1985's Killing is My Business… and Business is Good! established Dave Mustaine's new band as a force to be reckoned with, but its raw, rushed recording did the songs no favors. However, Peace Sells... not only contained a brace of stunning tracks (including "Wake Up Dead," "Good Mourning/Black Friday" and the title track) that gave full vent to Mustaine's acidic world view, but (the Capitol Records-mandated) Paul Lani remix of the original tracks gave Megadeth's music plenty of room to breathe, charge and devastate.
Three years after Undertow marked them as one of the more interesting and unusual bands to emerge from the grunge era, Tool followed it up with Aenima, a record far more mysterious, multi-layered and emotionally impactful than their full-length debut. New bassist Justin Chancellor certainly helped the band delve further into progressive-metal territory, but between tracks like "Pushit," "Forty Six & 2" and the nearly 14-minute "Third Eye," and weird-ass interludes like "Message to Harry Manback" and "Die Eier von Satan," Aenima made it clear that Tool were now entirely on their own trip.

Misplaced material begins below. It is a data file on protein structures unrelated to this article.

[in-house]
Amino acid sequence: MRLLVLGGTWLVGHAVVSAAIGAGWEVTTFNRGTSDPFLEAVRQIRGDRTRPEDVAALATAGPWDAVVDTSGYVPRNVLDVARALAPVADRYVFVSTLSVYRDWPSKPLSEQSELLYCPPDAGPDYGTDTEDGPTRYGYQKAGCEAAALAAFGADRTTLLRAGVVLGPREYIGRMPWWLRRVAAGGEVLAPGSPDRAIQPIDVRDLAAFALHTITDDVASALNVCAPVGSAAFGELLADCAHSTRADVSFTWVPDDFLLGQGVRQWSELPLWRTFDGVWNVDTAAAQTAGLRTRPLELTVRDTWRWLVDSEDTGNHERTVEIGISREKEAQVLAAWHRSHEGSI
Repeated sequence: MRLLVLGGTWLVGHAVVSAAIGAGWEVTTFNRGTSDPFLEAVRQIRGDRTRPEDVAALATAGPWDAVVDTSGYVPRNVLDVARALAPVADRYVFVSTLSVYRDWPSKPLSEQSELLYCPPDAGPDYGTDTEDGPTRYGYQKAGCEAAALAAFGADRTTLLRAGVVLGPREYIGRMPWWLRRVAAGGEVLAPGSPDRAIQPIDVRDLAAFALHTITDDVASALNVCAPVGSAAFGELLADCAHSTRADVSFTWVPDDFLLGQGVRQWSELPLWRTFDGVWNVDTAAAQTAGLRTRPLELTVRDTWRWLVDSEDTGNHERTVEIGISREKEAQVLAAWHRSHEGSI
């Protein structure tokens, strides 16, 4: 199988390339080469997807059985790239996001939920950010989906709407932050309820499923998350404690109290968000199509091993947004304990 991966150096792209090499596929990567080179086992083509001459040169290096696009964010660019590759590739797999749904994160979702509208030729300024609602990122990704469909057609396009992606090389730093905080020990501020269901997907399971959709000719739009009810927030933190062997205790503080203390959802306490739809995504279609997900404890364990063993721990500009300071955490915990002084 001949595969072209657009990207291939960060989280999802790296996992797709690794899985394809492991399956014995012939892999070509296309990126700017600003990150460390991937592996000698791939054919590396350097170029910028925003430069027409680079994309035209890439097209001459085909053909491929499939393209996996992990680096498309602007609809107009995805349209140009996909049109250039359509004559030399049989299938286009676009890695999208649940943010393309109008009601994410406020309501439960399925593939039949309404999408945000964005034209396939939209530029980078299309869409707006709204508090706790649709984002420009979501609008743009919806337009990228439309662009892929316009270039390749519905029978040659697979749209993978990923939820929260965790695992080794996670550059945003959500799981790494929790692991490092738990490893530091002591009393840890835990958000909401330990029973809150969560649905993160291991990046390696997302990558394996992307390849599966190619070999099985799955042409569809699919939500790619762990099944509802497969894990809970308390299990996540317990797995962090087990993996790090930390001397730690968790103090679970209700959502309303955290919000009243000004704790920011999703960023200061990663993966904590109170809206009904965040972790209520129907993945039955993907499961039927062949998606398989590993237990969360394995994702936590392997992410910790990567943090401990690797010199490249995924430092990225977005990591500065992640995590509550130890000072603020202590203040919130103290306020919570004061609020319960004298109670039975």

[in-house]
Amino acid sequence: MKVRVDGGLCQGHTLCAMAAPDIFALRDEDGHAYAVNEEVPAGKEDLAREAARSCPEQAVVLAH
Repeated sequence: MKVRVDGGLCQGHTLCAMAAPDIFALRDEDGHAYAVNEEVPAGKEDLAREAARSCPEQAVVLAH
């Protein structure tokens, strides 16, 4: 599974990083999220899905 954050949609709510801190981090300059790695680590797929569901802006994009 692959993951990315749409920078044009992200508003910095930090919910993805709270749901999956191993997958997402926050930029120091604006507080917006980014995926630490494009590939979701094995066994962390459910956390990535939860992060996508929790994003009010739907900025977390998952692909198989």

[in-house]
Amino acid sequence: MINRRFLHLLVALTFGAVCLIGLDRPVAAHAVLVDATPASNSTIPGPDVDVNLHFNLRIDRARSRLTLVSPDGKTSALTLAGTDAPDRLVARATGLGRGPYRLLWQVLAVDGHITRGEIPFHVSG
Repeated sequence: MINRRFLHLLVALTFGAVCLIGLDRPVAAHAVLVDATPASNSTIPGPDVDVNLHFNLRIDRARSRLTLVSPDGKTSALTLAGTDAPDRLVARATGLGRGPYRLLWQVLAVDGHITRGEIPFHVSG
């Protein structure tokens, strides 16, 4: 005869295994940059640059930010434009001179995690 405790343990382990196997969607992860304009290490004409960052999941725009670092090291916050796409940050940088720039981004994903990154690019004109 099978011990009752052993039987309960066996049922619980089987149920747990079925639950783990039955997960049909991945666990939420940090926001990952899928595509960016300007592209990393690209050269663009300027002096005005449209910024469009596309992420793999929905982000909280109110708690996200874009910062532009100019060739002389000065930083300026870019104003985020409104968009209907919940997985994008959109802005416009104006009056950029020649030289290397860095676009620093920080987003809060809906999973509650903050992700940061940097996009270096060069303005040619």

While the self-appointed guardians of the public morality were sufficiently spooked by the cheap thrills of 1994's Portrait of an American Family, Antichrist Superstar was where Manson (the band and the man) really became an iconoclastic force to be reckoned with. A superbly-crafted double-length concept album aimed directly at the fascistic underbelly of the Christian right, Antichrist Superstar proved that Marilyn Manson was far more than just a musical freak show.
It's no easy feat to make your second album weirder and yet more commercial than your first, but that's precisely the trick that System of a Down pulled off with Toxicity. Adding elements of everything from the Beatles to Frank Zappa — plus a new emphasis on harmony vocals — to their arty thrash-punk hybrid, the band created one of the strangest albums to ever top the Billboard 200.